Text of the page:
Ryan Lochte sparked an international spectacle full of chaos and confusion this week when he claimed that he and three other U.S. Olympic swimmers were robbed at gunpoint in Rio — a crime Brazilian authorities say the athletes made up.
The 12-time Olympic medalist’s harrowing story, that at one point involved a gun being held to his forehead, unraveled Thursday as Brazilian authorities said the Americans “were not victims” of the purported crime and as security camera footage surfaced that cast doubt on the swimmers’ tale. Here’s how Lochte’s story shaped up and ultimately fell apart:
Rumors began to swirl of a possible armed robbery early Sunday that may have involved Lochte and some of his fellow teammates after Fox Sports News in Australia reported about it.
The story grew after Lochte’s mother told USA Today that her son and the other swimmers — later identified as Gunnar Bentz, Jack Conger and Jimmy Feigen — were “shaken up” after having their wallets taken.
An International Olympic Committee spokesman first said the robbery reports were “absolutely not true.” But Lochte confirmed the encounter later Sunday during a beach interview with NBC’s Billy Bush.
“We got pulled over, in the taxi, and these guys came out with a badge, a police badge, no lights, no nothing just a police badge and they pulled us over,” Lochte said. “They pulled out their guns, they told the other swimmers to get down on the ground — they got down on the ground. I refused, I was like we didn’t do anything wrong, so — I’m not getting down on the ground.”
“And then the guy pulled out his gun, he cocked it, put it to my forehead and he said, ‘Get down,’ and I put my hands up, I was like ‘whatever.’ He took our money, he took my wallet — he left my cell phone, he left my credentials,” he added.
None of the U.S. athletes were harmed, according to a statement U.S. Olympics Committee spokesman Patrick Sandusky issued Sunday. The group had left the French Olympic team’s hospitality house and was on their way back to the athletes’ village early Sunday when they said the robbery occurred, the statement said.
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The mystery of the purported crime deepened after police were unable to find the taxi driver said to be involved in the incident or corroborate any details the American athletes gave them, Reuters reported Wednesday.
The news agency also said a Brazilian judge issued an order to seize the passports of Lochte and Feigen to prevent them from leaving the country because of inconsistencies in accounts of their robbery and needed to be questioned further.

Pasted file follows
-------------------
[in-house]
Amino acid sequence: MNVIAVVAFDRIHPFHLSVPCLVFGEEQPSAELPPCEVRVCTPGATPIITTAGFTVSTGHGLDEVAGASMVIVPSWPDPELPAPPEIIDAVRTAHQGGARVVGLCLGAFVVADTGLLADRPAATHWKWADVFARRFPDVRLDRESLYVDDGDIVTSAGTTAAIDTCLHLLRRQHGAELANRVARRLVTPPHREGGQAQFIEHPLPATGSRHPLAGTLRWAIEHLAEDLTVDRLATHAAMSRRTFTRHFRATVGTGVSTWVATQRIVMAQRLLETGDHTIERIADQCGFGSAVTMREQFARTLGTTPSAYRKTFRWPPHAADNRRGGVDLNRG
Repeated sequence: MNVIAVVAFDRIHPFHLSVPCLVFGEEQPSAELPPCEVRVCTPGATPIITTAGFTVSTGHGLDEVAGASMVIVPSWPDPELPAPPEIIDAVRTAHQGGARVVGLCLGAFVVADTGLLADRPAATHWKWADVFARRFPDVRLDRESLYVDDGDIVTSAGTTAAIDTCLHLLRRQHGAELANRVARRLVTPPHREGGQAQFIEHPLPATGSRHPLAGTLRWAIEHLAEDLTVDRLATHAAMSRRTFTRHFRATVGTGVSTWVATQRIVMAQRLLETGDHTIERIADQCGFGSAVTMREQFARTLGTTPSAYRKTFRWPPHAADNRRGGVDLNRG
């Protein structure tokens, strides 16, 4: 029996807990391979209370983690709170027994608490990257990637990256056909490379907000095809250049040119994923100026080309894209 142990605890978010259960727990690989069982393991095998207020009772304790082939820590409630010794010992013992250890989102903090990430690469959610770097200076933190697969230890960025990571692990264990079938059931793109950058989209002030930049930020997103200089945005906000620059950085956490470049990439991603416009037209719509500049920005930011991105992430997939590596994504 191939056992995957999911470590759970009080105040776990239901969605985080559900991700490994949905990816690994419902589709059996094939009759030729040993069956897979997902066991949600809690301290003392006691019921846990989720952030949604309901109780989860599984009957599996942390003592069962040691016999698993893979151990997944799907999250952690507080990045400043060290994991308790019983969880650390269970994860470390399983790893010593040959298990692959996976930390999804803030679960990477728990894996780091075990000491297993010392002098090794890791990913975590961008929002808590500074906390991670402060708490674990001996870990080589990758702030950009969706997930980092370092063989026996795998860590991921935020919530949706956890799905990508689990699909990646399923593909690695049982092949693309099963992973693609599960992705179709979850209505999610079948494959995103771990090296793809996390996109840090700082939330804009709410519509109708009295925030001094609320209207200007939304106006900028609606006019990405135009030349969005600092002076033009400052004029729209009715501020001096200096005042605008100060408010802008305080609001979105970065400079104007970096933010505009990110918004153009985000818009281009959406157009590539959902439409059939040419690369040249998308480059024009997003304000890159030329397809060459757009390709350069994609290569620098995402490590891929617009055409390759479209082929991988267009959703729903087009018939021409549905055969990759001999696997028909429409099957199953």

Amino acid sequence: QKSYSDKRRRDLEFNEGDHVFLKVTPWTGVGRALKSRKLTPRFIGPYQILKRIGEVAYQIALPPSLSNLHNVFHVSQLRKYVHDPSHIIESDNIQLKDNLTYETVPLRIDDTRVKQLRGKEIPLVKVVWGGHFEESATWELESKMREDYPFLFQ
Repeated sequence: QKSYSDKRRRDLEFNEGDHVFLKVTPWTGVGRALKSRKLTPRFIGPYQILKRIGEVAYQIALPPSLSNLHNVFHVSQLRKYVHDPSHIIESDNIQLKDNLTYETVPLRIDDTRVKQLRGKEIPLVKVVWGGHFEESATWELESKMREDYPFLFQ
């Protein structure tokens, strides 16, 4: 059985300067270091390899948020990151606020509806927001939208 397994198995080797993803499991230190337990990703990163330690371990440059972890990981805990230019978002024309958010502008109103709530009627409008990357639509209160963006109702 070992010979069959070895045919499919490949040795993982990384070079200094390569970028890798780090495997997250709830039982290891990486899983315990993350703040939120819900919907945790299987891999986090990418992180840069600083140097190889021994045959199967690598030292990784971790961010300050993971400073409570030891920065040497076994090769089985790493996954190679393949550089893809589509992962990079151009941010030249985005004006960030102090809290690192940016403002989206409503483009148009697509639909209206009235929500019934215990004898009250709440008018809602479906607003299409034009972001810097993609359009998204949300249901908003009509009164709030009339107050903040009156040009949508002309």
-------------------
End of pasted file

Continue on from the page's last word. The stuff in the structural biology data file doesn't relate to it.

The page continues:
Lochte had already flown back to the U.S. by then, but Brazilian officials on Wednesday removed Conger and Bentz from a plane at Rio International Airport.
On Thursday, Brazilian authorities suggested the U.S. swimmers fabricated the story following an incident in which they vandalized a gas station’s bathroom and then paid for the damage on the spot.
Video footage captured over the course of the night in question shows the athletes interacting with gas station employees and security guards. They can be seen in the edited tape entering a bright yellow taxi and exiting it apparently after a man confronts them. At least one passenger appears to open his wallet as he leaves the vehicle as another passenger exits with his hands up.
A top Brazilian police official said the four men were drunk after a night of partying and damaged the door of a bathroom, a soap dispenser and a mirror. “Their claim that they were the victims of assault or some kind of violence is not true,” State of Rio de Janeiro Police Chief Fernando Veloso said in a televised press conference, according to a CNN translation.
Veloso called on the four athletes to apologize because their claims “sullied” the name of their city. The police official admitted that at least one security guard had pulled a gun on the athletes when one of them appeared “disturbed somehow.”
The group of swimmers paid $20 in U.S. dollars and 100 Brazilian Real on the spot for the damage. Late Thursday, Feigen agreed to make a donation to charity of 35,000 reales ($10,800) before leaving the country. Such donations are often made to avoid minor charges in Brazil.
Lochte, who had written on Instagram that “it is true” he and his teammates were “victims of a robbery,” told USA Today on Tuesday that the group didn’t initially tell officials about the incident “because we were afraid we’d get in trouble.”
Bentz and Conger flew home Thursday to the jeers of a local crowd who called them “liars” and “fakes,” Reuters reports.
The U.S. Olympic Committee (USOC) issued an apology “to our hosts in Rio and the people of Brazil” after their departure, calling the robbery scandal a “distracting ordeal in the midst of what should rightly be a celebration of excellence.”